Sainsbury’s and Toyota Material Handling UK are piloting an alternative battery technology at one of the supermarket’s distribution centres.
The two companies, who have a long standing relationship, will be testing the new Lithium Ion technology in one of Sainsbury’s largest distribution centres in the UK from the end of September 2011.
The trial, part of an initiative by Toyota Material Handling Europe, will include a range of warehouse equipment integral to distribution centre operations, including heavy-duty powered pallet trucks and horizontal order pickers. These trucks are often required to work multiple shifts meaning battery efficiency and battery charging is at the forefront of operational planning, said Toyota.
Gary King, logistics operations support manager for Sainsbury’s, said: “Sainsbury’s is dedicated to finding new ways to work efficiently and reduce environmental impact. We have been working closely with Toyota for a number of years and by sharing our ideas and opportunities we are actively looking for a practical solution to meet this target.”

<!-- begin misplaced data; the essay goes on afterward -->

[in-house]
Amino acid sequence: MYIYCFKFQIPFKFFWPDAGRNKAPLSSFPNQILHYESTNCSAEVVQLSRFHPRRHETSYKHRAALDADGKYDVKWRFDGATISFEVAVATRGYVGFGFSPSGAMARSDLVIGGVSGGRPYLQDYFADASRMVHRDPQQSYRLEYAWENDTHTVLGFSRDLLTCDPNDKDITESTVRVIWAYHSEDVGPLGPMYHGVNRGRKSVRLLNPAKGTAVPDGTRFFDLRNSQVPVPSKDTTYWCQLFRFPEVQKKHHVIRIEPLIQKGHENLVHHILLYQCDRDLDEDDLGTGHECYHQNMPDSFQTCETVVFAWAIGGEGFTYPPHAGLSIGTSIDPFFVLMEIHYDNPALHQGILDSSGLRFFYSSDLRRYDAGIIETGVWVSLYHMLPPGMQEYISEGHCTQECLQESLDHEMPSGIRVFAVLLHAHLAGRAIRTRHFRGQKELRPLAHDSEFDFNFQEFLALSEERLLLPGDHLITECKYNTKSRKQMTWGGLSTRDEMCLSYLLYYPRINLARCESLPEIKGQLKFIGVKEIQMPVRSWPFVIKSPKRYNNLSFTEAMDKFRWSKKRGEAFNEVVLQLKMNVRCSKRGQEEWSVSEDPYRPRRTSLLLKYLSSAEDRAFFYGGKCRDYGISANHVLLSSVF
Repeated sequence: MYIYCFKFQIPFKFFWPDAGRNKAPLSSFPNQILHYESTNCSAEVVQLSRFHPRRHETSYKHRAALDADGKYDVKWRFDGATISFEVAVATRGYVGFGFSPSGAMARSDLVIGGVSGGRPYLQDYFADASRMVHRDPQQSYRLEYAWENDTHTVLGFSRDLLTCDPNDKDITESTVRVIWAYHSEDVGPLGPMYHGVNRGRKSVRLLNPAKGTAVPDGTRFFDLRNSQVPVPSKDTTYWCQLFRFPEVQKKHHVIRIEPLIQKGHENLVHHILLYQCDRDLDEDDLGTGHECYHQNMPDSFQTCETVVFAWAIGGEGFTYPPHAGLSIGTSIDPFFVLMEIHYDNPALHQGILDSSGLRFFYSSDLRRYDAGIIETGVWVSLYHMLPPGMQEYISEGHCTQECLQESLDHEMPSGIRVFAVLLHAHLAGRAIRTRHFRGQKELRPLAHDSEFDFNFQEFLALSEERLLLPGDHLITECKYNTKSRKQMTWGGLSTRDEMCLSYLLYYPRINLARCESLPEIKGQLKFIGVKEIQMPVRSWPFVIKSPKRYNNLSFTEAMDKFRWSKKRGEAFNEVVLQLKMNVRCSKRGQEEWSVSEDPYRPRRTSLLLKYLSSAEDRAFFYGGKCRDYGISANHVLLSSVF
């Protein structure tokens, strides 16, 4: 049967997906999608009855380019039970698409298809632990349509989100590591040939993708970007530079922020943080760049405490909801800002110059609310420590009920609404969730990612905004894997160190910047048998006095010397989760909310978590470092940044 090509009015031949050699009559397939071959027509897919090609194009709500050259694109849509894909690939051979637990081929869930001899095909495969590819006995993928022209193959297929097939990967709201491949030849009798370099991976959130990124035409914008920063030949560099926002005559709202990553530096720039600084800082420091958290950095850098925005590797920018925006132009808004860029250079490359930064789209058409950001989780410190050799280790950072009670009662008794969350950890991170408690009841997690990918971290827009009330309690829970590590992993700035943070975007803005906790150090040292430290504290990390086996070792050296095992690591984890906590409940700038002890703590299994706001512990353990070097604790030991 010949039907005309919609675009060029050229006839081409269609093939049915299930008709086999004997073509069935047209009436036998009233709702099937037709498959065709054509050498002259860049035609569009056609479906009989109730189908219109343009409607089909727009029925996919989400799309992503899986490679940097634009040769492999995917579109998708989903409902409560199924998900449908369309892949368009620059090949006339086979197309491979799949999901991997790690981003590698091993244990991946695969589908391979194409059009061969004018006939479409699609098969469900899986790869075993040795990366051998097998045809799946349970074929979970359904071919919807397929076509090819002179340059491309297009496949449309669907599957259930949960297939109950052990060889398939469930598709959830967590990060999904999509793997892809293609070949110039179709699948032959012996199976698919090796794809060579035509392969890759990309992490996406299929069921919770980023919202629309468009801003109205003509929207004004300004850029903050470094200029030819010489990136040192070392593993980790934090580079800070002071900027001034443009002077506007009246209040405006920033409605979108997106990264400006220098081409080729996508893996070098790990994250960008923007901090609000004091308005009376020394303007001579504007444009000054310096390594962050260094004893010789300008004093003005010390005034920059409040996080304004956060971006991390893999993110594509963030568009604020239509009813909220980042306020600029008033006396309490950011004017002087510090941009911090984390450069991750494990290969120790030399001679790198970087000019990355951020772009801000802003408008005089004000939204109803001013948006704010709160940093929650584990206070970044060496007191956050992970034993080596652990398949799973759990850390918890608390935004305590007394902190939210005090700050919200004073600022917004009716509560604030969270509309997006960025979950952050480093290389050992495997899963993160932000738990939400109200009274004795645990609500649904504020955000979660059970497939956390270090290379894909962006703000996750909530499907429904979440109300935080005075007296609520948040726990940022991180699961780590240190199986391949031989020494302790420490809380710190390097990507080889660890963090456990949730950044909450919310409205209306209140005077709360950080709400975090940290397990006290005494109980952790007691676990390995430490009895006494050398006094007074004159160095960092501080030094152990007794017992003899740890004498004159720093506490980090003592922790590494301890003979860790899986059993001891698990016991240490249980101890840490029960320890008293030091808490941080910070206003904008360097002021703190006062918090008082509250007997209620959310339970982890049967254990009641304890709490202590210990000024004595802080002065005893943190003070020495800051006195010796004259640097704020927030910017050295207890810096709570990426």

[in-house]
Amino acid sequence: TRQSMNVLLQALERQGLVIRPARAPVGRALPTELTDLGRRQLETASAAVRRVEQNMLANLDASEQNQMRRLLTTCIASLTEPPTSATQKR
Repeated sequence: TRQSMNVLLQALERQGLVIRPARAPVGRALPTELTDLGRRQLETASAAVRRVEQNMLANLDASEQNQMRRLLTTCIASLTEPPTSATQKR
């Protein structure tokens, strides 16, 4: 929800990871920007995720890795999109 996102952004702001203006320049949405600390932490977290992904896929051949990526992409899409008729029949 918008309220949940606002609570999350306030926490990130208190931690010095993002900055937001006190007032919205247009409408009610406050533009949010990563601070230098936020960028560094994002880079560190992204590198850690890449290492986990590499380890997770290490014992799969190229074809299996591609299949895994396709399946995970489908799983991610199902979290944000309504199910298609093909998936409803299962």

In addition to the work in Sainsbury’s distribution centres, Toyota said it has been studying equipment usage over several months. A wireless information system has been fitted to a sample of trucks in order to examine truck utilisation, battery charging and battery changing behaviour in a practical environment.
Sam Coles, commercial director for Toyota Material Handling UK, said: “Understanding the practical application of a distribution centre of this size is extremely important to the project. What we have found has aided the development of an efficient battery management system by Toyota Material Handling Europe, which will work with Lithium Ion batteries to ensure higher levels of productivity.”